HARRISBURG - Saddled with escalating debt and declining enrollment, Cheyney University - the nation's first college for black people - is in dire straits that will worsen unless the state takes "drastic action" to rescue the school, the state auditor general said Wednesday.

The school's expenses exceeded its revenue in four of the last five years, and its deficit, already $12 million, will grow by an additional $5 million this academic year, Auditor General Eugene DePasquale said in a report.

"We cannot sit idly by as this historic and prestigious university fights for survival," he said in a statement.

Cheyney is suffering from financial difficulties tied to reduced state funding, declining enrollment, and higher costs - woes plaguing several of the 13 other state system universities, DePasquale said.

DePasquale said the school is caught in a "vicious cycle": With fewer students, it has less to invest in facilities and programs that would attract more students.

He said he held the news conference in the Capitol rather than near Cheyney, situated on the border of Chester and Delaware Counties, to draw attention to a critical situation that demands state action - even as the state confronts a $2.2 billion deficit of its own.

When asked whether some might suggest it was time for the venerable institution - founded in 1837 - to close, DePasquale said, "Hopefully, we don't have to go down that path."

A representative for Cheyney did not return a call seeking comment.

Sen. Dominic Pileggi (R., Delaware), in whose district Cheyney is located, said he did not think "throwing money" at the problem will fix the school's fiscal woes, dating back more than a decade.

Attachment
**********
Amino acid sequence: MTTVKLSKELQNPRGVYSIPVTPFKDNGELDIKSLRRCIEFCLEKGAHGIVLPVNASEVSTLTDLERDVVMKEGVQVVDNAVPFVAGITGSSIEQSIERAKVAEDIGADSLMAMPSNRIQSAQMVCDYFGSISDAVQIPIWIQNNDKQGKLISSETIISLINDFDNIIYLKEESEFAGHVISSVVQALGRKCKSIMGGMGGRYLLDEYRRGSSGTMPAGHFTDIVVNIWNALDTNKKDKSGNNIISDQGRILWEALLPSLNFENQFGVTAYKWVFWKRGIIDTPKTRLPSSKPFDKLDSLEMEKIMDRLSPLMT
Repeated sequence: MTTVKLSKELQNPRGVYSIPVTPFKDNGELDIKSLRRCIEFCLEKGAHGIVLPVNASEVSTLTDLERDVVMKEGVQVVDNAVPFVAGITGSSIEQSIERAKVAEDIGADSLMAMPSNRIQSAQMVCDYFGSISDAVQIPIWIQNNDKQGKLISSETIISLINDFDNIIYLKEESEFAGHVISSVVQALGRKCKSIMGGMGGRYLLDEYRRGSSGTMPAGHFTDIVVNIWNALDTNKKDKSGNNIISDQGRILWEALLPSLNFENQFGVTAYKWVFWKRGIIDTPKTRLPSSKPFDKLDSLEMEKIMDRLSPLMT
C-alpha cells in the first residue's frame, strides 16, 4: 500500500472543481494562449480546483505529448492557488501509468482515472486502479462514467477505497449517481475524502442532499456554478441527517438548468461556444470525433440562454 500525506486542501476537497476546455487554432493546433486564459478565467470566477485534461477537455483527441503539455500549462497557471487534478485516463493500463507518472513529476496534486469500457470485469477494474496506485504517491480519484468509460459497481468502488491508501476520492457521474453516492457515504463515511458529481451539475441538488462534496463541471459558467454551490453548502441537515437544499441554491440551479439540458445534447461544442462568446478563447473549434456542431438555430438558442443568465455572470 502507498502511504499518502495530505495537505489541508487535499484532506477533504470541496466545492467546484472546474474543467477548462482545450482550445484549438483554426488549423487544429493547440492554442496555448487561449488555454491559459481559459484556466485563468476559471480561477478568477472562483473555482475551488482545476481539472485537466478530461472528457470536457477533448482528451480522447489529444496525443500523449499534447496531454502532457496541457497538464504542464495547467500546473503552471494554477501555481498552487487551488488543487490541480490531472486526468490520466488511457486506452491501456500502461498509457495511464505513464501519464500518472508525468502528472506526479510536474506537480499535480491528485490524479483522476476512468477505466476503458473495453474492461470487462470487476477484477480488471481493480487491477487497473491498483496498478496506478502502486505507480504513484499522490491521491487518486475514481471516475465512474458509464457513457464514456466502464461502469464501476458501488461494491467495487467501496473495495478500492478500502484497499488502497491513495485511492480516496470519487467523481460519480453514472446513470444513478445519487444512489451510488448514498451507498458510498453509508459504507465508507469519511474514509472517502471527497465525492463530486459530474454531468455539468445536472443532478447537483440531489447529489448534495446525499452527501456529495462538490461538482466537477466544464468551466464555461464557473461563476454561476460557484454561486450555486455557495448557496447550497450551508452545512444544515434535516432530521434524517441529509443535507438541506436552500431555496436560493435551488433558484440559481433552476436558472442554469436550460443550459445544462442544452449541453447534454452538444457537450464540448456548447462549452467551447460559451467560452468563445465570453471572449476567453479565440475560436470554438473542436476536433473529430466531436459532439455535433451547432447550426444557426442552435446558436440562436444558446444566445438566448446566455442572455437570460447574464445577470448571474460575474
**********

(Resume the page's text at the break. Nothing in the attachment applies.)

Kenn Marshall, spokesman for the Pennsylvania State System of Higher Education, acknowledged the university's problems and said the agency was working with Cheyney.

"The university has been working to reduce its expenses and already has made progress in this area," Marshall said. "The university recently announced a number of changes related to its academic offerings that are intended to better align its programs with student and employer demand. Those efforts must continue as the university seeks to regrow its enrollment."

Frank Pogue took over as Cheyney's president in October, three months after the abrupt retirement of Michelle R. Howard-Vital, during whose tenure the deficit doubled and enrollment declined by 36 percent to 1,000 students.

In 1977, 3,000 students were enrolled at Cheyney.

Pileggi, a former member of the board of trustees at nearby Lincoln University, another historically black university, said Cheyney is facing a situation common to similar institutions formed before desegregation - in Cheyney's case, while African Americans were still enslaved.

"It's a conversation going on among historically black colleges and universities," he said. "What is the future? How do you maintain the historic mission and still be viable?"

In October, a group of alumni revived a civil-rights lawsuit claiming a lack of fair funding was starving one of the nation's oldest black schools.

The audit also found that Cheyney failed to perform background checks as its policy stated on staff members who had contact with students at university-sponsored events and summer camps.

DePasquale said that while no students were harmed as a result, it was "staggering" that any school in Pennsylvania would not follow such policies in light of the Jerry Sandusky child sex-abuse scandal at Pennsylvania State University.

Cheyney acknowledged the shortcoming in its response to the audit, and said a new background screening policy would be presented to the university cabinet this month for implementation in January.

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